4 February 2019
Op-ed in The Advocate and Newcastle Herald by Julien Vincent, executive director, Market Forces
“The only reason there is no coal-fired power station being built is because no Australian bank is going to be on the front page of the paper lending to coal.”
That was the frank assessment of Trevor St Baker, Chairman of Delta Electricity, which owns the Vales Point coal-fired power station in New South Wales. Coincidentally, Mr St Baker still wants to build another two coal power plants in Australia.
Today’s release of the Royal Commission’s report into the financial services industry will chronicle the recent misconduct of the major banks and plot a course for how the industry can restore some integrity.
It’s going to be a long road back, but one opportunity for redemption comes in the role banks can play reshaping our energy landscape.
In late 2015, ANZ, CommBank, NAB and Westpac came out in support of the Paris climate change agreement, and it’s true that since then, they haven’t directly financed a new coal-fired power station.
But that doesn’t mean they’ve walked away from polluting energy altogether.
Since committing to the agreement, the big four banks together loaned over $21 billion to the coal, oil and gas sectors.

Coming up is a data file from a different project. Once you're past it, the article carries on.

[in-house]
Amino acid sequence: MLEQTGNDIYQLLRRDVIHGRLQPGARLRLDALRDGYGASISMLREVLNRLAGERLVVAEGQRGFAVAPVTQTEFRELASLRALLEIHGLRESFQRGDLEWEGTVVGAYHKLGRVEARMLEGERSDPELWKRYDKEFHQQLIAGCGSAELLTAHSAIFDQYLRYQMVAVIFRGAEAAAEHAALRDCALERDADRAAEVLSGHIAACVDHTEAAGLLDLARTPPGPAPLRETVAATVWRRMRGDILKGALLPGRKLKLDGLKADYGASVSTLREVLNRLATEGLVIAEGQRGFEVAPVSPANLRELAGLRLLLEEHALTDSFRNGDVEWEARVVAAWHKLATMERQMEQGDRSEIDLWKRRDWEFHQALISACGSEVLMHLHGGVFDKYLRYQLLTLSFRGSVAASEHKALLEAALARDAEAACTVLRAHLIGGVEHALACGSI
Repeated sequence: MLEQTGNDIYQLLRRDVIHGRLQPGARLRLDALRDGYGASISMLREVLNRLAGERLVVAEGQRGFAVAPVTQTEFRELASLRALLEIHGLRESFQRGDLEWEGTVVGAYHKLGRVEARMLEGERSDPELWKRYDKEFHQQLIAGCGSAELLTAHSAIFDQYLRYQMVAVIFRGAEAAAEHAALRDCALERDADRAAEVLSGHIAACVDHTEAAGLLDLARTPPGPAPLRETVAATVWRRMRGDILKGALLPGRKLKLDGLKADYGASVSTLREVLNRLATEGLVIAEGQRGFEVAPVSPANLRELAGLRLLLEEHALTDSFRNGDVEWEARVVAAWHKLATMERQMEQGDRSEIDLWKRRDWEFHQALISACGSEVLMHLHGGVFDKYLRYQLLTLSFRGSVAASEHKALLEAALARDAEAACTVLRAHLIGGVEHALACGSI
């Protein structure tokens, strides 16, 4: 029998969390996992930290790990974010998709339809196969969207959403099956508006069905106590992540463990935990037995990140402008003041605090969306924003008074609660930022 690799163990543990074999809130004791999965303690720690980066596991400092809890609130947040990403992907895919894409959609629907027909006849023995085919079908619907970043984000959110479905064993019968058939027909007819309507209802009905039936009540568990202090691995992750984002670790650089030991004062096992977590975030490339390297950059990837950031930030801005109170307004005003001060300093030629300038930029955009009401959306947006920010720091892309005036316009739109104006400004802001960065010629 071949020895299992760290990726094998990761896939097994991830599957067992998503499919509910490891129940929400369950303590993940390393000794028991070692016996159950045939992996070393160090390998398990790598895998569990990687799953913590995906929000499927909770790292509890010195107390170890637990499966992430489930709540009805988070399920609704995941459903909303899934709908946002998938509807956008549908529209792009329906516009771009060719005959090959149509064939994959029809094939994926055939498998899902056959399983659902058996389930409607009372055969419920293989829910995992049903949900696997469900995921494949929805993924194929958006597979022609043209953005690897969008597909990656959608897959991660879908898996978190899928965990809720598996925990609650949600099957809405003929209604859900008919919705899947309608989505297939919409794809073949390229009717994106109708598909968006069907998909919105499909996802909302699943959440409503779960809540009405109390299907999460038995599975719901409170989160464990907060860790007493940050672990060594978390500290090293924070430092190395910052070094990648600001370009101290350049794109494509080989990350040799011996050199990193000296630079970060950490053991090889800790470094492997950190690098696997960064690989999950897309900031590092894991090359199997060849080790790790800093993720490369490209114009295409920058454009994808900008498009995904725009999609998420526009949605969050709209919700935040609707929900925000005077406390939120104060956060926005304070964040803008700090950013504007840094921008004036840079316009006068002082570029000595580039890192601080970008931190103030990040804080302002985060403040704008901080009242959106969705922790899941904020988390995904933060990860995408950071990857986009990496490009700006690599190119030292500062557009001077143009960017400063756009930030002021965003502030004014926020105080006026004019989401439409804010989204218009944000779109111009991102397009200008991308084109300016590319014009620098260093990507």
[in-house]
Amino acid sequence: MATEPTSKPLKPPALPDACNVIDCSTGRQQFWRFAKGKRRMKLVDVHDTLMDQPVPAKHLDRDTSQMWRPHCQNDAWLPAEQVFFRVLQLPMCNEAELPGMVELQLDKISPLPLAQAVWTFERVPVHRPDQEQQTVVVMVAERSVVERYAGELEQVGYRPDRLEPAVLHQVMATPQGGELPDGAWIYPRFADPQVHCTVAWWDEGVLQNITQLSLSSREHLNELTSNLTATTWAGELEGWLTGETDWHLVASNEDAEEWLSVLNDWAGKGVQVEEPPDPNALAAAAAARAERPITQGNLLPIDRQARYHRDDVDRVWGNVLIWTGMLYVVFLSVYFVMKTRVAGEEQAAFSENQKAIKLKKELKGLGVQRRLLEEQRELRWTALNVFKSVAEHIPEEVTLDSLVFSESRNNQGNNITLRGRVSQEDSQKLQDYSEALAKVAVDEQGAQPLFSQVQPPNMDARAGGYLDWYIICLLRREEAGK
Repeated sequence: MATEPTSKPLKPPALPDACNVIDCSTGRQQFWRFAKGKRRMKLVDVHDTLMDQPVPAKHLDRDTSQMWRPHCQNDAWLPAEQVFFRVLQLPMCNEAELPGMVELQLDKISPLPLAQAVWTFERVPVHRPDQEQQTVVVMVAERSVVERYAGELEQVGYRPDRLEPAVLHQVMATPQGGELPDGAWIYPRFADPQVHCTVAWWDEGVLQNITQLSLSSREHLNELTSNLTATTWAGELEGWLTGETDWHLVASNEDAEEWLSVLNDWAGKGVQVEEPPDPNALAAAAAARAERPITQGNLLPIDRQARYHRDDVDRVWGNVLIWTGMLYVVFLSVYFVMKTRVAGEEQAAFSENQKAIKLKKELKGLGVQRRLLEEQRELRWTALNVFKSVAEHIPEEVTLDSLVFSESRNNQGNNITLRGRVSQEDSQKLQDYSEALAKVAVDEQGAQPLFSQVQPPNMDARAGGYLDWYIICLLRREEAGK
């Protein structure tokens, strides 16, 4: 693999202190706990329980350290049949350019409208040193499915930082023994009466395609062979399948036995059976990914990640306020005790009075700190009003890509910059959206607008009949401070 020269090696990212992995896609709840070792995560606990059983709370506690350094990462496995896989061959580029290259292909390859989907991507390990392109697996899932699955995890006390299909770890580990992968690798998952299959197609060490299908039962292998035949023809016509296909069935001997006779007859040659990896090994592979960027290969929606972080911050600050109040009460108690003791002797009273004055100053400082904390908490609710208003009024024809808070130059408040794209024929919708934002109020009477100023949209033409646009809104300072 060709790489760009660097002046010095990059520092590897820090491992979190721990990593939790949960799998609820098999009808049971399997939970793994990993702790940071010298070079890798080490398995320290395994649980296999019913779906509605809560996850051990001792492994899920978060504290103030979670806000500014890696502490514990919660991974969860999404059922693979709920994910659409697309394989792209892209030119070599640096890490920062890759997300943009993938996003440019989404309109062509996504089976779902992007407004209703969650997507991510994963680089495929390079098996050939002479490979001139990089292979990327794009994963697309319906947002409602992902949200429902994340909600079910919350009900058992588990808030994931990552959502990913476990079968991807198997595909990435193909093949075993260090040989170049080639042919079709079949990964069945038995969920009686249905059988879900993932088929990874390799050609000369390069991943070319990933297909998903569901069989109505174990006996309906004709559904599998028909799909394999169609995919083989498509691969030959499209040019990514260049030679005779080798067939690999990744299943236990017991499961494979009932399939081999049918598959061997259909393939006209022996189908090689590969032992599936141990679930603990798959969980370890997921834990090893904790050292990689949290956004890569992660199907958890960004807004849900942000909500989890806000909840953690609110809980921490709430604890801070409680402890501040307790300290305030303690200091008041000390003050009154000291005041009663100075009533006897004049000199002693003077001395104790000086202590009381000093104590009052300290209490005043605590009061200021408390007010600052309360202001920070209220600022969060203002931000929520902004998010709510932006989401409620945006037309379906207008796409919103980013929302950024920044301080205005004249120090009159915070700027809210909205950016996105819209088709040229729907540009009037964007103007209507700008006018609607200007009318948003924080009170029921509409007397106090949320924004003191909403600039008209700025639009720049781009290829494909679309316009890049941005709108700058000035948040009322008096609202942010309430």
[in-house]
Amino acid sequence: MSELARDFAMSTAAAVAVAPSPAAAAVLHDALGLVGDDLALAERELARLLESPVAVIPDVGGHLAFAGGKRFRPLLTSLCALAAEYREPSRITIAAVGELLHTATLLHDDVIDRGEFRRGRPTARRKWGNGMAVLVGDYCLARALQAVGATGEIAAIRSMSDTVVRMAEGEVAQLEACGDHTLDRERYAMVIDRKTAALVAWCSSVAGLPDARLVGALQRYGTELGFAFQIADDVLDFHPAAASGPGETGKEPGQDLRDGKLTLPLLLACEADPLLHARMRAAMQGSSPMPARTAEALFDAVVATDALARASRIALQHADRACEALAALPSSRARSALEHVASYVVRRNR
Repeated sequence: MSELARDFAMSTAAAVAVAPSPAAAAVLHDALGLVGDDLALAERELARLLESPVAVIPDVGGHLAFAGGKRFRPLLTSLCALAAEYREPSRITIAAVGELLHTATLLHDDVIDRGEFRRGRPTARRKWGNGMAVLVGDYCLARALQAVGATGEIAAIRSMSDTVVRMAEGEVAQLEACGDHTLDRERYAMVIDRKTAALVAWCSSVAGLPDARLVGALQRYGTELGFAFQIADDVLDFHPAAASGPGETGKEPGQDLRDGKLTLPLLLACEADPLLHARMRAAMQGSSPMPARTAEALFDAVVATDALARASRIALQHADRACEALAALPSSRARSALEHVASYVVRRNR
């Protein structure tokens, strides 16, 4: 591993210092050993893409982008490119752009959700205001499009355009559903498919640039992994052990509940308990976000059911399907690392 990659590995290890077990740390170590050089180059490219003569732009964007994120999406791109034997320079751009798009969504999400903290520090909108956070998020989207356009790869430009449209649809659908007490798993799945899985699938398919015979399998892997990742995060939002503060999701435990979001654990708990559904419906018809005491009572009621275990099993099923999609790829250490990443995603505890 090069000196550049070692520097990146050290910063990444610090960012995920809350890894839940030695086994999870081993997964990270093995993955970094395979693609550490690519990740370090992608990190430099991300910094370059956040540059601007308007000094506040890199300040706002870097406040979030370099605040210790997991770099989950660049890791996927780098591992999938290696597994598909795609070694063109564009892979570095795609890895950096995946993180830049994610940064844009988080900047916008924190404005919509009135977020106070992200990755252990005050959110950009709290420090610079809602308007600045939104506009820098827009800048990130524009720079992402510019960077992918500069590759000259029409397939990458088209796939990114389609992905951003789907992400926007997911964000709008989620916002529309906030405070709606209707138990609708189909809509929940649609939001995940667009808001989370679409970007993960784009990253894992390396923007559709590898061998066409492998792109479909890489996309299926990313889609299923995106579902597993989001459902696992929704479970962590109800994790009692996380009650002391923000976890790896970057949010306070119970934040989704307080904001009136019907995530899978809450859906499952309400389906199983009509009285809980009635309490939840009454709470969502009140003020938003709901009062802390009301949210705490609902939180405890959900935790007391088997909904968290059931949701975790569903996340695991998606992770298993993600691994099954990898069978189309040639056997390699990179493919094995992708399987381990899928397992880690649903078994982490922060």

Among these loans are new oil and gas projects, which over their lifetimes would add more than 5 billion tonnes of CO2 to the atmosphere and cancel out the gains Australia will make in its 2021-2030 emission reduction target five times over.
In 2017, ANZ loaned over $60 million for the construction of Medco Energi’s Block A gas field in Indonesia.
This project would enable the emission of 295 million tonnes of CO2 over its lifetime, roughly equivalent to 55 per cent of Australia’s annual greenhouse gas emissions.
Meanwhile, CommBank helped fund a liquified natural gas project in Louisiana, which will facilitate another 1,600 million tonnes of CO2 to be pumped into the atmosphere.
Luckily, there’s something everyone can do.
The big banks are powerful but only because they have us as customers. We now need those customers to demand banks ditch fossil fuels in favour of clean, renewable energy.
Our banks have the means to steer the economy away from polluting sources of energy and reduce the impacts of climate change. And with the stench of their recent malfeasance likely to linger, driving transformations to clean energy is one way the banks can demonstrate an interest in all our futures.